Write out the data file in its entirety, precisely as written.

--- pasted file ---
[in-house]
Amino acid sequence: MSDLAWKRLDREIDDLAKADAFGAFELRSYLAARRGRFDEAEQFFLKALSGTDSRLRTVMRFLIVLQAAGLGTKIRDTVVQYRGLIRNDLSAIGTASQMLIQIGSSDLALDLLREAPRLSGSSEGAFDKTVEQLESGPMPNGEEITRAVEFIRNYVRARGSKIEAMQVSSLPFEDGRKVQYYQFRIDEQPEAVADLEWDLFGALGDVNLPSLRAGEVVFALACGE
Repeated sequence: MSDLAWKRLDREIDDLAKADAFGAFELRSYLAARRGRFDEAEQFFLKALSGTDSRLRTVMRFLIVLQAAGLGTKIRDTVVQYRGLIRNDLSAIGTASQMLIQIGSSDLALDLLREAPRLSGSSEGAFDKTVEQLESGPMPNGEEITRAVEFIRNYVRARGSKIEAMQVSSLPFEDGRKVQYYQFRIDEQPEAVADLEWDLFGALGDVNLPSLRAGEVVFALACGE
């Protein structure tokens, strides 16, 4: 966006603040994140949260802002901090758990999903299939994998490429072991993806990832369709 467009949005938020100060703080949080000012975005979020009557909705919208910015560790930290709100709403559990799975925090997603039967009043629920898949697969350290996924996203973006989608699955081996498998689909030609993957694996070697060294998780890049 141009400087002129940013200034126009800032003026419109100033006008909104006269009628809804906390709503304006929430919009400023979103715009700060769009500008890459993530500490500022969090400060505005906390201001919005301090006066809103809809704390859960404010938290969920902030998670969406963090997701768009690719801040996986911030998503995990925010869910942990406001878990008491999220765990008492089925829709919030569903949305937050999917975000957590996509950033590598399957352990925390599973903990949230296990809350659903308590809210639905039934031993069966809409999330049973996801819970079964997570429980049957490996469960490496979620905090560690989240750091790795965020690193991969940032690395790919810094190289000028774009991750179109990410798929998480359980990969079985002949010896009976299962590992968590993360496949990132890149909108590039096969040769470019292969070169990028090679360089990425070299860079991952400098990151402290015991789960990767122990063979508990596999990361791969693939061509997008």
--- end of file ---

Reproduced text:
[in-house]
Amino acid sequence: MSDLAWKRLDREIDDLAKADAFGAFELRSYLAARRGRFDEAEQFFLKALSGTDSRLRTVMRFLIVLQAAGLGTKIRDTVVQYRGLIRNDLSAIGTASQMLIQIGSSDLALDLLREAPRLSGSSEGAFDKTVEQLESGPMPNGEEITRAVEFIRNYVRARGSKIEAMQVSSLPFEDGRKVQYYQFRIDEQPEAVADLEWDLFGALGDVNLPSLRAGEVVFALACGE
Repeated sequence: MSDLAWKRLDREIDDLAKADAFGAFELRSYLAARRGRFDEAEQFFLKALSGTDSRLRTVMRFLIVLQAAGLGTKIRDTVVQYRGLIRNDLSAIGTASQMLIQIGSSDLALDLLREAPRLSGSSEGAFDKTVEQLESGPMPNGEEITRAVEFIRNYVRARGSKIEAMQVSSLPFEDGRKVQYYQFRIDEQPEAVADLEWDLFGALGDVNLPSLRAGEVVFALACGE
């Protein structure tokens, strides 16, 4: 966006603040994140949260802002901090758990999903299939994998490429072991993806990832369709 467009949005938020100060703080949080000012975005979020009557909705919208910015560790930290709100709403559990799975925090997603039967009043629920898949697969350290996924996203973006989608699955081996498998689909030609993957694996070697060294998780890049 141009400087002129940013200034126009800032003026419109100033006008909104006269009628809804906390709503304006929430919009400023979103715009700060769009500008890459993530500490500022969090400060505005906390201001919005301090006066809103809809704390859960404010938290969920902030998670969406963090997701768009690719801040996986911030998503995990925010869910942990406001878990008491999220765990008492089925829709919030569903949305937050999917975000957590996509950033590598399957352990925390599973903990949230296990809350659903308590809210639905039934031993069966809409999330049973996801819970079964997570429980049957490996469960490496979620905090560690989240750091790795965020690193991969940032690395790919810094190289000028774009991750179109990410798929998480359980990969079985002949010896009976299962590992968590993360496949990132890149909108590039096969040769470019292969070169990028090679360089990425070299860079991952400098990151402290015991789960990767122990063979508990596999990361791969693939061509997008």